It's funny because I don't remember that at all, yet it's here in this textual "memory" of mine, and I have MBs and MBs of those memories. Rarely do I revisit them, and when I do, it sure is a trip. I bet there are so many Pyra stories that I've forgotten that would seem so much more interesting now.
From phone numbers to daily office happenings, it's handy to have technology record this stuff we simply don't have the capacity to keep track of ourselves. And in my case, even when we do, I forget about it again.
It has come to our attention here at NYC Jeans Police HQ that imminent layoffs may be required! According to this article from style.com, The tide is high, "[m]idriff-exposing, thong-baring, low-riding jeans are finally finished." Though we here at HQ are shocked by the changing jeans current, and are certainly saddened by the prospect of releasing our highly-trained, devoted unit of officers, we must acknowledge fashion's fickle flow. The days of issuing tickets for exposed thongs may be over.
Is there any hope? What about our cadets in training? Fear not! We have spotted legions of women donning gaucho pants in the streets of Manhattan. It appears the estilo sudamericano (South American style, last seen in 1978) is in full swing in our fair borough. First panchos, then peasant skirts, now gauchos. What's next, the urban sombrero? Fear not, citizens of fashion, our forces will re-group to combat this newest clothing menance. And once again, the streets and subways will be safe.
A neat article on Underground Typography compares the navigation of three major subway systems: London, New York, and Paris. I've ridden all three systems (though not London in ages) and I love that Paris and London tell you when the next train is due. Both those systems exhibit an orderliness that's apparent on the streets above. And the Paris metro font is amazing. But New York's subway, for all its grime and confusion, is my favorite because it's the embodiment of the city it serves: diverse, fast-paced, surprising, confusing, and awe-inspiring when you think of how it actually all works.
When the first podcasts started, I was on sabbatical on Nantucket and not paying much attention to what was happening online. Towards the end of last year, when I began to re-engage with the web, I tried to grok the whole podcast thing but just couldn't. As much as I love to express myself on this site, I couldn't picture myself making audio posts available for download. And as much as I enjoy reading many other sites, I couldn't imagine listening to people talk about breakfast or parking their cars. I've never been able to test my podcast assumptions because I've been using a dial-up internet connection for a large chunk of this year, but now I think I finally get it.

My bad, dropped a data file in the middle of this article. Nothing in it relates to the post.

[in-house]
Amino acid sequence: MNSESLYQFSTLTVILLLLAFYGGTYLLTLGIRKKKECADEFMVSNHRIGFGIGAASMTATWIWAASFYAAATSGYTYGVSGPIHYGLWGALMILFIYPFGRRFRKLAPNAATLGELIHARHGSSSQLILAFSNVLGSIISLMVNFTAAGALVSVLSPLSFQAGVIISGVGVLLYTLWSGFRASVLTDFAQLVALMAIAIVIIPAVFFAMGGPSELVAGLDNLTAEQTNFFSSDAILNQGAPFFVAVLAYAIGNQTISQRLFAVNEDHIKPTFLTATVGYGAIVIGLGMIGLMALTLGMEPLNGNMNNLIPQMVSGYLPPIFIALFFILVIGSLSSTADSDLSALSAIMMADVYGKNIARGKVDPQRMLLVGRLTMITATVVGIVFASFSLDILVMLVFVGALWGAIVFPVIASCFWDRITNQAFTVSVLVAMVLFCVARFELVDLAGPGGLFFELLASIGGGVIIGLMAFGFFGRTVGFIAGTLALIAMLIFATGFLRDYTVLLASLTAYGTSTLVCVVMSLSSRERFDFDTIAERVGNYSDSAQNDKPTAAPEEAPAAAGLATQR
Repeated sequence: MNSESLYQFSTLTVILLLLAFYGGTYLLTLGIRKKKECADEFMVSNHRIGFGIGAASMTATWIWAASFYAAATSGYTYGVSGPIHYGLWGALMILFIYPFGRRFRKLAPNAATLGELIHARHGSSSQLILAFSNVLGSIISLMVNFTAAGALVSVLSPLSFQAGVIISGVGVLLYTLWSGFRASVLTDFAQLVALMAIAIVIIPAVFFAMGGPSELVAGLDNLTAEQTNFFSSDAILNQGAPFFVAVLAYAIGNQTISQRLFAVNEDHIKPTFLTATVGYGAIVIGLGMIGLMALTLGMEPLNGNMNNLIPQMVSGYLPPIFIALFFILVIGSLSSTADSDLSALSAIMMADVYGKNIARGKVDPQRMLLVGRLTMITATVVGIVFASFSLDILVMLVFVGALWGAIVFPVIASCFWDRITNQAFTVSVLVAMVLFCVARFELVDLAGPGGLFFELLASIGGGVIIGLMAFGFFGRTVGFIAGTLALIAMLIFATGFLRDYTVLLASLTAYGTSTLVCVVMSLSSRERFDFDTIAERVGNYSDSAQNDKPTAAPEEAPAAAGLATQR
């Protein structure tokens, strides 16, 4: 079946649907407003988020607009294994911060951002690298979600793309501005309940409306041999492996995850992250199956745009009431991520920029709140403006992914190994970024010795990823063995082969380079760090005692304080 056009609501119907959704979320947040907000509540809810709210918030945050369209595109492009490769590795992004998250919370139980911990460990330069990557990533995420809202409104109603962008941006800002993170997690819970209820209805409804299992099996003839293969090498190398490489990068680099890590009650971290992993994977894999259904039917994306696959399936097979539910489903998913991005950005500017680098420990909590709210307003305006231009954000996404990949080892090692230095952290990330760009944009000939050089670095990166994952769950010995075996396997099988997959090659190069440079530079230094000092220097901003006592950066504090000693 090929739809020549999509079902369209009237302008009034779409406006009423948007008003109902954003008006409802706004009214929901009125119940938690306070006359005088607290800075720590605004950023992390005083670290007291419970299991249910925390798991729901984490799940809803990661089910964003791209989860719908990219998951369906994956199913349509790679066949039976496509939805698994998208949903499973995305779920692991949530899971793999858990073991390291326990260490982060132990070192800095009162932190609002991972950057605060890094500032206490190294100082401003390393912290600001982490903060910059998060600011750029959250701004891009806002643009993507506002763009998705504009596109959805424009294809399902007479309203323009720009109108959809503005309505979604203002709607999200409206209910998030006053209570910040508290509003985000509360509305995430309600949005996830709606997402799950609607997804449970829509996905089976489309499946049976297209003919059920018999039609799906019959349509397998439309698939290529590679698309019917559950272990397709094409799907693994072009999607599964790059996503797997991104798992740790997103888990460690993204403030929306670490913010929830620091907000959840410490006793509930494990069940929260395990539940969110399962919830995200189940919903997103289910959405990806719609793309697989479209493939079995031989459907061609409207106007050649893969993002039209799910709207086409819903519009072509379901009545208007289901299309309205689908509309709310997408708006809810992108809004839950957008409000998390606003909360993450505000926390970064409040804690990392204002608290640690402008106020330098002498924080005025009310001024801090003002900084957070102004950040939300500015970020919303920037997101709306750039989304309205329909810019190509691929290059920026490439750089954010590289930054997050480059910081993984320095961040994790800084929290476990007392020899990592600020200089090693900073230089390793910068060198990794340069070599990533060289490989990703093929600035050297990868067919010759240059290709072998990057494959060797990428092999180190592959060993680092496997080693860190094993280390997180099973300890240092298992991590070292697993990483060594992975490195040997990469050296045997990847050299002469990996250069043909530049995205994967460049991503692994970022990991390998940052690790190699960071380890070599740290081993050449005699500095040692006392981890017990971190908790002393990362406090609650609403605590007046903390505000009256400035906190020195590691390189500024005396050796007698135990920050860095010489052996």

Podcasting isn't (just) about listening to your friends talk about their day on your iPod. It's about time-shifting: being able to download and listen to programs when you want, e.g. four episodes of Fresh Air while you're cleaning your house. And also time-travel: imagine when the BBC or PBS release their archives and you can listen to a BBC interview with the Beatles from 1965, or something to that effect. It's about mobility: loading those episodes on your iPod (or player of choice) and listening while you're driving or out jogging. It's about ease of production: you can produce a podcast now with existing publishing tools, and it's going to get a whole lot easier as more tool makers add this functionality, and new tools like Odeo are released. And finally, it's about that old chestnut: the democratization of media. The old barriers to entry are being demolished, and it's easy to produce and distribute not only text but audio and video as well. And as we've seen with blogging, that can lead to some pretty exciting new content.